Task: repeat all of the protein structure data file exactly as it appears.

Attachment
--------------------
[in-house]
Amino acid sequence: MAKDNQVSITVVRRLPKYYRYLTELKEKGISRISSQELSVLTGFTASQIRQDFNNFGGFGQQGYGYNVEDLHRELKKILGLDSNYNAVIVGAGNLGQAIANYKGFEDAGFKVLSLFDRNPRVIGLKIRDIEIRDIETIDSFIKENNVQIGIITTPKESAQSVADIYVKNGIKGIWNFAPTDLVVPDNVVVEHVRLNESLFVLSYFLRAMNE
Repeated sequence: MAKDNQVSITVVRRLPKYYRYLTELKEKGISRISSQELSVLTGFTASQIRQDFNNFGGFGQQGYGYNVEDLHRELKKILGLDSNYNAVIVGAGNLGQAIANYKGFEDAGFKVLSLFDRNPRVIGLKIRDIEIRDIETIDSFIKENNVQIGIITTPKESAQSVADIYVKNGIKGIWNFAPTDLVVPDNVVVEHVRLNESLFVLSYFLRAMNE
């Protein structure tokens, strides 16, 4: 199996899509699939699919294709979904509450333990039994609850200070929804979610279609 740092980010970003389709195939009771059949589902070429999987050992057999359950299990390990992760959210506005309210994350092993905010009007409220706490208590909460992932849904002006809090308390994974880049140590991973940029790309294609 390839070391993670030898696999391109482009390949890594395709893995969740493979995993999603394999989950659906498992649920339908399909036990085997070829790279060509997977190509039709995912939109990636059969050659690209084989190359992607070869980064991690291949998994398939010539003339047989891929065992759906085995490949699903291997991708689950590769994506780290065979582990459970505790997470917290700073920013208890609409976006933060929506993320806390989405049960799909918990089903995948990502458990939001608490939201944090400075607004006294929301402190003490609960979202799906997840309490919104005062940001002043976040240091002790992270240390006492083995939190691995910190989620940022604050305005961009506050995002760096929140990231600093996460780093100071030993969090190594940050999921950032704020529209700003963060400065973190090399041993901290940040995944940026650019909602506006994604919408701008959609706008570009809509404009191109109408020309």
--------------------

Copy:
[in-house]
Amino acid sequence: MAKDNQVSITVVRRLPKYYRYLTELKEKGISRISSQELSVLTGFTASQIRQDFNNFGGFGQQGYGYNVEDLHRELKKILGLDSNYNAVIVGAGNLGQAIANYKGFEDAGFKVLSLFDRNPRVIGLKIRDIEIRDIETIDSFIKENNVQIGIITTPKESAQSVADIYVKNGIKGIWNFAPTDLVVPDNVVVEHVRLNESLFVLSYFLRAMNE
Repeated sequence: MAKDNQVSITVVRRLPKYYRYLTELKEKGISRISSQELSVLTGFTASQIRQDFNNFGGFGQQGYGYNVEDLHRELKKILGLDSNYNAVIVGAGNLGQAIANYKGFEDAGFKVLSLFDRNPRVIGLKIRDIEIRDIETIDSFIKENNVQIGIITTPKESAQSVADIYVKNGIKGIWNFAPTDLVVPDNVVVEHVRLNESLFVLSYFLRAMNE
């Protein structure tokens, strides 16, 4: 199996899509699939699919294709979904509450333990039994609850200070929804979610279609 740092980010970003389709195939009771059949589902070429999987050992057999359950299990390990992760959210506005309210994350092993905010009007409220706490208590909460992932849904002006809090308390994974880049140590991973940029790309294609 390839070391993670030898696999391109482009390949890594395709893995969740493979995993999603394999989950659906498992649920339908399909036990085997070829790279060509997977190509039709995912939109990636059969050659690209084989190359992607070869980064991690291949998994398939010539003339047989891929065992759906085995490949699903291997991708689950590769994506780290065979582990459970505790997470917290700073920013208890609409976006933060929506993320806390989405049960799909918990089903995948990502458990939001608490939201944090400075607004006294929301402190003490609960979202799906997840309490919104005062940001002043976040240091002790992270240390006492083995939190691995910190989620940022604050305005961009506050995002760096929140990231600093996460780093100071030993969090190594940050999921950032704020529209700003963060400065973190090399041993901290940040995944940026650019909602506006994604919408701008959609706008570009809509404009191109109408020309």